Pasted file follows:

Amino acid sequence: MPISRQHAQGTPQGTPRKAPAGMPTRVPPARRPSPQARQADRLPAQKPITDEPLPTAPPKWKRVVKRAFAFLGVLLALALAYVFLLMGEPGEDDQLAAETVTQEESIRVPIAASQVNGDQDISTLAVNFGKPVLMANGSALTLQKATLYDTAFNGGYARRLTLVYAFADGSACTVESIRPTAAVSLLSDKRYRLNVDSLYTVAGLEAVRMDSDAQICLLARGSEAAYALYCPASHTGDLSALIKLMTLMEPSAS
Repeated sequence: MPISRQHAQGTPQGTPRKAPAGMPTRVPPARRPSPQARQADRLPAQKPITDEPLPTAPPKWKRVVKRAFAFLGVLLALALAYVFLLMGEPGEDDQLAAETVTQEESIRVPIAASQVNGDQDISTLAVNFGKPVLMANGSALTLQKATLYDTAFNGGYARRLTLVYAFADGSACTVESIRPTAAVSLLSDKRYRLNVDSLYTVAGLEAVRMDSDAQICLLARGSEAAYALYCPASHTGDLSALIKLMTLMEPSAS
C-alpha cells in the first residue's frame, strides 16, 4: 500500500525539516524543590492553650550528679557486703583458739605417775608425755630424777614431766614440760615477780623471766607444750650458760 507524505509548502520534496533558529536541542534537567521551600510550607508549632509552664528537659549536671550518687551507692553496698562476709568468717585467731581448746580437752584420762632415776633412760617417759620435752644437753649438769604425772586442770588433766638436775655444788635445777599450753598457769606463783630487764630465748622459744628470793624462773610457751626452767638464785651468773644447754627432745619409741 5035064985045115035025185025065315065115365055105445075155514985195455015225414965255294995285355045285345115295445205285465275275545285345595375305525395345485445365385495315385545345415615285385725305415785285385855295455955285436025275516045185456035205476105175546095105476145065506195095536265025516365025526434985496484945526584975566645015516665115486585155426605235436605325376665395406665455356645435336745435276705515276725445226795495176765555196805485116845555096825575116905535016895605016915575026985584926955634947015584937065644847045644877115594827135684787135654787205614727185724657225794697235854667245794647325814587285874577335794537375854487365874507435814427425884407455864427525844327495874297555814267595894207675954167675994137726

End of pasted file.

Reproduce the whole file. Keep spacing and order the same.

Amino acid sequence: MPISRQHAQGTPQGTPRKAPAGMPTRVPPARRPSPQARQADRLPAQKPITDEPLPTAPPKWKRVVKRAFAFLGVLLALALAYVFLLMGEPGEDDQLAAETVTQEESIRVPIAASQVNGDQDISTLAVNFGKPVLMANGSALTLQKATLYDTAFNGGYARRLTLVYAFADGSACTVESIRPTAAVSLLSDKRYRLNVDSLYTVAGLEAVRMDSDAQICLLARGSEAAYALYCPASHTGDLSALIKLMTLMEPSAS
Repeated sequence: MPISRQHAQGTPQGTPRKAPAGMPTRVPPARRPSPQARQADRLPAQKPITDEPLPTAPPKWKRVVKRAFAFLGVLLALALAYVFLLMGEPGEDDQLAAETVTQEESIRVPIAASQVNGDQDISTLAVNFGKPVLMANGSALTLQKATLYDTAFNGGYARRLTLVYAFADGSACTVESIRPTAAVSLLSDKRYRLNVDSLYTVAGLEAVRMDSDAQICLLARGSEAAYALYCPASHTGDLSALIKLMTLMEPSAS
C-alpha cells in the first residue's frame, strides 16, 4: 500500500525539516524543590492553650550528679557486703583458739605417775608425755630424777614431766614440760615477780623471766607444750650458760 507524505509548502520534496533558529536541542534537567521551600510550607508549632509552664528537659549536671550518687551507692553496698562476709568468717585467731581448746580437752584420762632415776633412760617417759620435752644437753649438769604425772586442770588433766638436775655444788635445777599450753598457769606463783630487764630465748622459744628470793624462773610457751626452767638464785651468773644447754627432745619409741 5035064985045115035025185025065315065115365055105445075155514985195455015225414965255294995285355045285345115295445205285465275275545285345595375305525395345485445365385495315385545345415615285385725305415785285385855295455955285436025275516045185456035205476105175546095105476145065506195095536265025516365025526434985496484945526584975566645015516665115486585155426605235436605325376665395406665455356645435336745435276705515276725445226795495176765555196805485116845555096825575116905535016895605016915575026985584926955634947015584937065644847045644877115594827135684787135654787205614727185724657225794697235854667245794647325814587285874577335794537375854487365874507435814427425884407455864427525844327495874297555814267595894207675954167675994137726